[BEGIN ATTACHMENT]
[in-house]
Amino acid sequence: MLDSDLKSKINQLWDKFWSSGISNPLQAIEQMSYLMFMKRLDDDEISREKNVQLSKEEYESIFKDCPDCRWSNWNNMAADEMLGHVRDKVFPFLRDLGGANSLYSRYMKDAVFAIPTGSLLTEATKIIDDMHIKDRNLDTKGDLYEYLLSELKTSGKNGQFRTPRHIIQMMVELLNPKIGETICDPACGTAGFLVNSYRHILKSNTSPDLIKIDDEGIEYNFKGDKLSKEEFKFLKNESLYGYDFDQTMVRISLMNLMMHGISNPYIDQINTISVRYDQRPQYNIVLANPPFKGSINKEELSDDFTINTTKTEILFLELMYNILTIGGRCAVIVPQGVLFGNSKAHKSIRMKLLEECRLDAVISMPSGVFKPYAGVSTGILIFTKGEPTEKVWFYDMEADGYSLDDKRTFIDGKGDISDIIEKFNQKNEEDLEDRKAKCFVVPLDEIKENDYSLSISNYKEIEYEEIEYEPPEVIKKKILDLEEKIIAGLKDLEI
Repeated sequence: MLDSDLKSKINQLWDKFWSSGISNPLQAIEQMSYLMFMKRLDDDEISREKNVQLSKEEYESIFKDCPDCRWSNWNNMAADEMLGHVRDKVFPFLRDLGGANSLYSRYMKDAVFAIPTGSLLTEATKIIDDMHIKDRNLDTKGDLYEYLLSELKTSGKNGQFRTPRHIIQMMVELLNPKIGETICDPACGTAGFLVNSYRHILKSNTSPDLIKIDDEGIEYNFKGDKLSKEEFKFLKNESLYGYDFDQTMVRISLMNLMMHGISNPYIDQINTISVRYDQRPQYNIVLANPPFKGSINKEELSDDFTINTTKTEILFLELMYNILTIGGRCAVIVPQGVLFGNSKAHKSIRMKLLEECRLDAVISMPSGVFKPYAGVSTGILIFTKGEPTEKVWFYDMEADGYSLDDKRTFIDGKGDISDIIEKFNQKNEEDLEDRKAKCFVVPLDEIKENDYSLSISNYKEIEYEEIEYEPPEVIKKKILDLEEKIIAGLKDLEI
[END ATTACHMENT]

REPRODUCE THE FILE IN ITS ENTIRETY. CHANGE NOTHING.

[in-house]
Amino acid sequence: MLDSDLKSKINQLWDKFWSSGISNPLQAIEQMSYLMFMKRLDDDEISREKNVQLSKEEYESIFKDCPDCRWSNWNNMAADEMLGHVRDKVFPFLRDLGGANSLYSRYMKDAVFAIPTGSLLTEATKIIDDMHIKDRNLDTKGDLYEYLLSELKTSGKNGQFRTPRHIIQMMVELLNPKIGETICDPACGTAGFLVNSYRHILKSNTSPDLIKIDDEGIEYNFKGDKLSKEEFKFLKNESLYGYDFDQTMVRISLMNLMMHGISNPYIDQINTISVRYDQRPQYNIVLANPPFKGSINKEELSDDFTINTTKTEILFLELMYNILTIGGRCAVIVPQGVLFGNSKAHKSIRMKLLEECRLDAVISMPSGVFKPYAGVSTGILIFTKGEPTEKVWFYDMEADGYSLDDKRTFIDGKGDISDIIEKFNQKNEEDLEDRKAKCFVVPLDEIKENDYSLSISNYKEIEYEEIEYEPPEVIKKKILDLEEKIIAGLKDLEI
Repeated sequence: MLDSDLKSKINQLWDKFWSSGISNPLQAIEQMSYLMFMKRLDDDEISREKNVQLSKEEYESIFKDCPDCRWSNWNNMAADEMLGHVRDKVFPFLRDLGGANSLYSRYMKDAVFAIPTGSLLTEATKIIDDMHIKDRNLDTKGDLYEYLLSELKTSGKNGQFRTPRHIIQMMVELLNPKIGETICDPACGTAGFLVNSYRHILKSNTSPDLIKIDDEGIEYNFKGDKLSKEEFKFLKNESLYGYDFDQTMVRISLMNLMMHGISNPYIDQINTISVRYDQRPQYNIVLANPPFKGSINKEELSDDFTINTTKTEILFLELMYNILTIGGRCAVIVPQGVLFGNSKAHKSIRMKLLEECRLDAVISMPSGVFKPYAGVSTGILIFTKGEPTEKVWFYDMEADGYSLDDKRTFIDGKGDISDIIEKFNQKNEEDLEDRKAKCFVVPLDEIKENDYSLSISNYKEIEYEEIEYEPPEVIKKKILDLEEKIIAGLKDLEI